The solace of the garden

Sunday, 29 March 2020

Gardenia jasminoides Florida provides welcome scent

It will probably come as no surprise that I have been spending a lot of time in the garden lately. We gardeners must surely be amongst the luckiest people in the world, to be able to escape for a little while to potter outside with our plants to escape the horrors of what is going on at the moment. Whilst we do have to stay informed, I believe that for our own sanity we can't spend every waking moment following news reports. Gardening offers us a way to take time out and be distracted, even if just for a little while, with something positive.

Just being in a garden, and thus feeling a connection with nature, makes us a bit happier. The so-called 'biophilia hypothesis' was popularised by EO Wilson in a book published in 1984. He suggested that human beings have an inbuilt deep affiliation with nature (including plants, weather and animals) that is the product of biological evolution. Additionally, the garden offers us an opportunity to be 'mindful' in so many ways: to be conscious just of what is going on in the present moment in our own current experience, using all our senses to focus on what is happening in our gardens. This practice, originally part of the Buddhist tradition for thousands of years, is a key feature of modern approaches to dealing with anxiety, and I think most of us are feeling deeply worried right now.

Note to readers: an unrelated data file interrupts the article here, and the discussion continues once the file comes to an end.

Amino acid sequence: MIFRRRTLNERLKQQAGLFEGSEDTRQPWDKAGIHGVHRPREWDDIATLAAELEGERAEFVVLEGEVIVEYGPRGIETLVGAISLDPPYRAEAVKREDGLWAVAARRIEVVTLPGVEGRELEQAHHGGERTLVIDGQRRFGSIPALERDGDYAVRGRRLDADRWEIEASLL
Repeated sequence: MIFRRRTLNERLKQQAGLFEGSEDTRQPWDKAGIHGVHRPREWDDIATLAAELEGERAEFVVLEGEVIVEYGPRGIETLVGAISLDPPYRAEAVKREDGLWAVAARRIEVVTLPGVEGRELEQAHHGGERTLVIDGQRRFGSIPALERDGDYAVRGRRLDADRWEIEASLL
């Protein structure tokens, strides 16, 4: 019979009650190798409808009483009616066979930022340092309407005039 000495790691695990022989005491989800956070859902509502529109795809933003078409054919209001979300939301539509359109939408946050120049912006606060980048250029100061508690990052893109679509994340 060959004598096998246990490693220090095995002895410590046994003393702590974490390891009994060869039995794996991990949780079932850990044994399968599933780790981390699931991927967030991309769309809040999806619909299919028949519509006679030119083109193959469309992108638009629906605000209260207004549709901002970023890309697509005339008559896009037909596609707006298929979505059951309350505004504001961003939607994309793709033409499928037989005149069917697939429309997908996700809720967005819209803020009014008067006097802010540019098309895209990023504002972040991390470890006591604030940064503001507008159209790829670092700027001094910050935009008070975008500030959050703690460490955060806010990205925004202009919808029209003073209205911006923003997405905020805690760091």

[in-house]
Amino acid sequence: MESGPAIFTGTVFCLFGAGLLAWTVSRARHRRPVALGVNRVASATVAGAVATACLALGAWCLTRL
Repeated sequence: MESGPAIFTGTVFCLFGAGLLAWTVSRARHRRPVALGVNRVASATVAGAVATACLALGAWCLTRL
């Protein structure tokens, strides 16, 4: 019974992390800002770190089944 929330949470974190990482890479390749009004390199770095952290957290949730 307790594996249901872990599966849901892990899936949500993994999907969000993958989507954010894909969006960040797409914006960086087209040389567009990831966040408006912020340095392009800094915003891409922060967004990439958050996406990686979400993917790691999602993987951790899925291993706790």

Laughing Kookaburra; photo: Mick Roderick, BirdLife Australia

A walk in the garden, no matter how large or small it is, observing what is happening, reminds us instantly that in the natural world, things are going on as they always have. Bees are still industriously gathering nectar and pollen; skinks (and in some favoured gardens, water dragons) still sun themselves on the paving, scuttling away to hide as we approach; birds are still singing in the trees, looking for bugs, and soaring across the sky; frogs still chorus every night. Plants are still growing; spring bulbs are starting to peep up from underground.

Tibouchina multiflora is in full bloom